Novice and experienced snorkelers alike will enjoy this shallow water site. Spend an idle hour casually exploring, or go one step further and identify and understand the marine life that surrounds Luna Beach Resort. Three different ecosystems provide an interesting combination of factors to explore. From the turtle and manatee grass near the beach, to the rocky shoreline in the south, to the barrier reef in the west, you’re sure to find something to interest and enthrall you.
ALSO, be sure a snorkel over the main reef by going out on the dive boat for a $15.00 boat ride fee.
The map below details the different points of interest.
These areas (zones) are numbered from the barrier reef, which is the farthest point from the beach.
What do the numbers and letters on the map mean?
This area includes the barrier reef and the sandy area inside. An iron channel marker indicates the point where you should begin.
- All of the shallow-water hard corals can be seen here. The channel is the connection between the inner and outer reefs; therefore you’ll see quite a bit of fish activity in this area.
- Next to the back reef is a sandy area with sporadic coral heads and fascinating creatures. Be on the lookout for holes with scattered dead shells nearby. A keen observer might be lucky enough to spot an octopus, the “king of camouflage.” You might also see the territorial sand tilefish. They decorate their burrows with tiny bits of sand and coral, and if you move the debris, this meticulous fish will quickly rearrange it. Watch closely for strange shapes lying flat on the sand if you see one, it’s likely to be a peacock flounder.
- Among the flats are sporadic coral heads. These isolated mounds usually attract a variety of marine life ‘ small groupers, wrasses, and eels. This is an ideal spot to observe “cleaning stations”, where a symbiotic relationship exists between parasite-eating fish and larger individual fish.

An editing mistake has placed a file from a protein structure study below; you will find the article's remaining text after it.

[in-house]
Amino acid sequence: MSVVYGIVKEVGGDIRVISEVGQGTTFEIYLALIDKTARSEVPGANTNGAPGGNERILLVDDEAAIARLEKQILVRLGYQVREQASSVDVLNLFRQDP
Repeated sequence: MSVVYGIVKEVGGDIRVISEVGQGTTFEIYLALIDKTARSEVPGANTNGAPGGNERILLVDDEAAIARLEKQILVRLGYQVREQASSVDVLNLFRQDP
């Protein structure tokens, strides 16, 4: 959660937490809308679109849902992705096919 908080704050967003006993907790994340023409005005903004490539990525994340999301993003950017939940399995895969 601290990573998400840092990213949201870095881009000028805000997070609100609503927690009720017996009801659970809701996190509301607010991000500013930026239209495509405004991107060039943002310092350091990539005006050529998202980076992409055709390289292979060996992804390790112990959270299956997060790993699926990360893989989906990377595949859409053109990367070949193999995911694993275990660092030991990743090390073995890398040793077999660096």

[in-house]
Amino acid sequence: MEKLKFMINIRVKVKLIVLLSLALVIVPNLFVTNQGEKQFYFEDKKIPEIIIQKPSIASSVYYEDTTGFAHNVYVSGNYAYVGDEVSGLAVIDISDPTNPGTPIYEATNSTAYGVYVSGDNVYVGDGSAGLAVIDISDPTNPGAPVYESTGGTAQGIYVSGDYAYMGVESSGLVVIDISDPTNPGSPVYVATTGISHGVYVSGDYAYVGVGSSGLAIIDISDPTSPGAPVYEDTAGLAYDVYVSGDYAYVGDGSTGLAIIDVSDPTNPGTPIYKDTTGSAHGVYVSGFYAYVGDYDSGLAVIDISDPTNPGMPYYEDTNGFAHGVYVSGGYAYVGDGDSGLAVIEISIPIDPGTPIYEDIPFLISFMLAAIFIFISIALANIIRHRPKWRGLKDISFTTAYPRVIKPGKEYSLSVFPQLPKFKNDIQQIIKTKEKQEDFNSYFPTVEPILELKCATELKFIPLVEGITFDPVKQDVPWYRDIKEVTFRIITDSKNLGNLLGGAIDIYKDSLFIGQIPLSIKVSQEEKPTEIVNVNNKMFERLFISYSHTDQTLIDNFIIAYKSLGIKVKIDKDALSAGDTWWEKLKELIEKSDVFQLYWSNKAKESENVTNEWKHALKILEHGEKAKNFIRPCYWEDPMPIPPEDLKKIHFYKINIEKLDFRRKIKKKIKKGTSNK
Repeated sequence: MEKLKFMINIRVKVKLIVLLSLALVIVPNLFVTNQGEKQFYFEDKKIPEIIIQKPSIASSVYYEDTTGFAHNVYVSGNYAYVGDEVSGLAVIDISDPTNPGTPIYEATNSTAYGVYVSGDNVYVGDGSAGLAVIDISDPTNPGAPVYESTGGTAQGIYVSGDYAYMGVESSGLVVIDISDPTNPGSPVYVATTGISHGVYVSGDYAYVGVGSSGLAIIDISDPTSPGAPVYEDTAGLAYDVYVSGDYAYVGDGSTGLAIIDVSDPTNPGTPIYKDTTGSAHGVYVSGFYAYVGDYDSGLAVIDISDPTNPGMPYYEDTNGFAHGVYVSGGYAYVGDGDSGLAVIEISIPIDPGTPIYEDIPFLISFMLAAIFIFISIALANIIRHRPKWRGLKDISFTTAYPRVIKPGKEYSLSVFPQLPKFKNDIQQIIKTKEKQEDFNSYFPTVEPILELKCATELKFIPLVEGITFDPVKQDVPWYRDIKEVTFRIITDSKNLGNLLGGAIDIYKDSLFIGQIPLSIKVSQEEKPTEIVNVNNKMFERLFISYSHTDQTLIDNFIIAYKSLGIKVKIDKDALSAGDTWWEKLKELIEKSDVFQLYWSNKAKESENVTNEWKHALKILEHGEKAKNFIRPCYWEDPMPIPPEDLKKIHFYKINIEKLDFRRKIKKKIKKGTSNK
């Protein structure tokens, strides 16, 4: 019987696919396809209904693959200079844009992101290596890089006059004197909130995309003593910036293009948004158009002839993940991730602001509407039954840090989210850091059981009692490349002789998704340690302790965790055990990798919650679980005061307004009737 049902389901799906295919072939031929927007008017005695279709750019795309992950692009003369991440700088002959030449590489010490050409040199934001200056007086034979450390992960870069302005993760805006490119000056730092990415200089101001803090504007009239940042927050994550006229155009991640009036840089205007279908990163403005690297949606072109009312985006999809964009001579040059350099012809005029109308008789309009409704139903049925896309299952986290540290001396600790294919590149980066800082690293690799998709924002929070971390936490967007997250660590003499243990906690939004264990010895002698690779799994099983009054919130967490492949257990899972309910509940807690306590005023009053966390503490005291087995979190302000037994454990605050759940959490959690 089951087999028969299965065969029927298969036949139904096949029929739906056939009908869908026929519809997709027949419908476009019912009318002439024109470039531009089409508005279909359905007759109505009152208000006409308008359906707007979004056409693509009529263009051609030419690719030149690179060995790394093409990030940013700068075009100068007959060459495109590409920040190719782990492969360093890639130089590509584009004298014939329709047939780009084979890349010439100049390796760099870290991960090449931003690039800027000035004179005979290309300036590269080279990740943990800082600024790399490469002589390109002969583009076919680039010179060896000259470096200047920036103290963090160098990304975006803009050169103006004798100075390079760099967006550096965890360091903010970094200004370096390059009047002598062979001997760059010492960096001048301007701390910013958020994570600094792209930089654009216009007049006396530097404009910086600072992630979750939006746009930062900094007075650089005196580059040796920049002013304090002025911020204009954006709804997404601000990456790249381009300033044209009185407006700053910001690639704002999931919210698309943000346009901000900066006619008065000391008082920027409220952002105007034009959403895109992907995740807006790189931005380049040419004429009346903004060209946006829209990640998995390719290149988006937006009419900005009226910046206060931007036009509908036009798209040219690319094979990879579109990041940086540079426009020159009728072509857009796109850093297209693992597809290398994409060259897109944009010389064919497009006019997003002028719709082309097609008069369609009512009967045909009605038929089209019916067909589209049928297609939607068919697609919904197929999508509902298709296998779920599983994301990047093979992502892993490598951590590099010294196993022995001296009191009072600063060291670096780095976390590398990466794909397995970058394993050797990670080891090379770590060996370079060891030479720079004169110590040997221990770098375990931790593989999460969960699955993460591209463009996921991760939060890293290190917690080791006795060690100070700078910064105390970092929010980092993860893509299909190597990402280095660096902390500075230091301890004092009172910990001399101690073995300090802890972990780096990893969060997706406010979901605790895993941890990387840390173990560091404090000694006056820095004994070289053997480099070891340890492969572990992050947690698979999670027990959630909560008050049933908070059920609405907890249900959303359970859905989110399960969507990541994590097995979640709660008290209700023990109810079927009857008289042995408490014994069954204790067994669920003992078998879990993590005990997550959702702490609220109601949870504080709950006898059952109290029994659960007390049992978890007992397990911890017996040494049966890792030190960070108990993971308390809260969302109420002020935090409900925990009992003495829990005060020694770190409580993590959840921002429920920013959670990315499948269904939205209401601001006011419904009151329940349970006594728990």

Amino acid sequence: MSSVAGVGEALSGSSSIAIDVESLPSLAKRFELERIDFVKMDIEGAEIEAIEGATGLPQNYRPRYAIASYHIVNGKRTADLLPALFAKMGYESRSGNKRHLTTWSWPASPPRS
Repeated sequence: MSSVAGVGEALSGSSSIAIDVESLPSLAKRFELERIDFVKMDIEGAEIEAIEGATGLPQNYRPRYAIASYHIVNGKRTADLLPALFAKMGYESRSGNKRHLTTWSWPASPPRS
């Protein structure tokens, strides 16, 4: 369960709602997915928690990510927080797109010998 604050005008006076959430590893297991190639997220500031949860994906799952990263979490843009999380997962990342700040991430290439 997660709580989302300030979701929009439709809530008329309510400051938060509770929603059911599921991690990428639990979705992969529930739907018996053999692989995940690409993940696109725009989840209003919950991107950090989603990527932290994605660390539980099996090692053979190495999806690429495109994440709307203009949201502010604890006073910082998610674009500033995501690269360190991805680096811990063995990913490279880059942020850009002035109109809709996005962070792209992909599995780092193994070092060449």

- Rocks of unknown origin. This type of rock is not found anywhere on the reef. They may be ballast stones from a shipwreck! A few coral heads have grown over the rocks indicating that they’ve been here for a long time. This is a good place to see invertebrates, such as nudibranchs, sea anemones and sea cucumbers, as well as a variety of crustaceans.
Turtle grass is the dominant feature in this area. Turtle grass protects the reef by filtering sediment and particles that wash into the sea from the shore. Between these nutrient rich blades of grass, the careful observer can discover a wealth of mollusks and achinoderms (sea urchins).
Test yourself by trying to identify the different varieties of urchins. West Indian sea eggs, short-spined white urchins and heart urchins (the favorite food of the spotted eagle ray) are frequently seen here.
This area runs about 150 meters out from the shore.
- In this area, turtle grass and manatee grass combine to protect the reef from siltation and the shore from erosion. This thick, grassy mat is a great contributor of food for the algae eaters and herbivorous fish.
- To the south of the dock is a rocky point where you’ll encounter a unique ecosystem just below the surface of the water. The rocks are the only structure where marine inhabitants can find refuge. Even though the corals are sparse – mostly sea fans and fire coral – the fish population is dense in this tiny area.
This shallow-water snorkeling experience is not to be missed! Although this is a rather small snorkeling site, you’ll observe the majority of species found on any identification chart of Caribbean fish. You’ll see hundreds of grunts, scorpion fish, lobster, eels, silver sides, puffer fish, snappers, juvenile queen angelfish, wrasses, crabs and a number of invertebrates. Hover quietly in one area and allow the fish to become accustomed to your presence before moving on to the next. You’ll be well rewarded for your patience.